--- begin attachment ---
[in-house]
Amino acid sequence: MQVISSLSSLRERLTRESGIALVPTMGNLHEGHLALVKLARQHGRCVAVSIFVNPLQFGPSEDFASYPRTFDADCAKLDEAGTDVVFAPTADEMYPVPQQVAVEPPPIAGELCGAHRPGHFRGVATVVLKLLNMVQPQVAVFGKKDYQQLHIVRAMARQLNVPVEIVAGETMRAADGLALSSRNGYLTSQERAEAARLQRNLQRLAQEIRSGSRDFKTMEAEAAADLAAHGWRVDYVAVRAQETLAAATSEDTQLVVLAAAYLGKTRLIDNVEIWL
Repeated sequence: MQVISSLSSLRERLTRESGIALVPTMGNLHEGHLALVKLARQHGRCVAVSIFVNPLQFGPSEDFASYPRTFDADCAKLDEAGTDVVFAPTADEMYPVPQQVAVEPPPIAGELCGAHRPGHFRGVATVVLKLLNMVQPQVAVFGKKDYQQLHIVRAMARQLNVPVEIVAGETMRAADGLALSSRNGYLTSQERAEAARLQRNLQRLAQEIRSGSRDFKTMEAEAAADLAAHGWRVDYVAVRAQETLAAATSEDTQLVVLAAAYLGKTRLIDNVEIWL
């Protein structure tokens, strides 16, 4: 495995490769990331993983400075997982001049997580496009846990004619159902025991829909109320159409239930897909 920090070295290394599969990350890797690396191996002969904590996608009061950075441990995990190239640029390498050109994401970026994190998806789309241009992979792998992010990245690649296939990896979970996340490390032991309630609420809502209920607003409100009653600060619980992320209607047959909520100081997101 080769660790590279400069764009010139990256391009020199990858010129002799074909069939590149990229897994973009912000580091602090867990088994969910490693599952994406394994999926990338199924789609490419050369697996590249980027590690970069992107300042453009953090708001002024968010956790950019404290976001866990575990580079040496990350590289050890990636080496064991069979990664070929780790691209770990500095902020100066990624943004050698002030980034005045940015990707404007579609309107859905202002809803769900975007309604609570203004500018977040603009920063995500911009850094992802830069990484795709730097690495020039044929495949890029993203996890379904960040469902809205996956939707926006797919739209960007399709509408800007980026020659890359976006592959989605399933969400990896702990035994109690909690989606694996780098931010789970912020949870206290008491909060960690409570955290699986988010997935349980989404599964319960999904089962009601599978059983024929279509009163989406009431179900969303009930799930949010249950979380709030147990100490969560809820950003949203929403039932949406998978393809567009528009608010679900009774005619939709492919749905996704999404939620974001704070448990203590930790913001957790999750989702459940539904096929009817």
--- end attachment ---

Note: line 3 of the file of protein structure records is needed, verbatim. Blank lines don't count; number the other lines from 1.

Repeated sequence: MQVISSLSSLRERLTRESGIALVPTMGNLHEGHLALVKLARQHGRCVAVSIFVNPLQFGPSEDFASYPRTFDADCAKLDEAGTDVVFAPTADEMYPVPQQVAVEPPPIAGELCGAHRPGHFRGVATVVLKLLNMVQPQVAVFGKKDYQQLHIVRAMARQLNVPVEIVAGETMRAADGLALSSRNGYLTSQERAEAARLQRNLQRLAQEIRSGSRDFKTMEAEAAADLAAHGWRVDYVAVRAQETLAAATSEDTQLVVLAAAYLGKTRLIDNVEIWL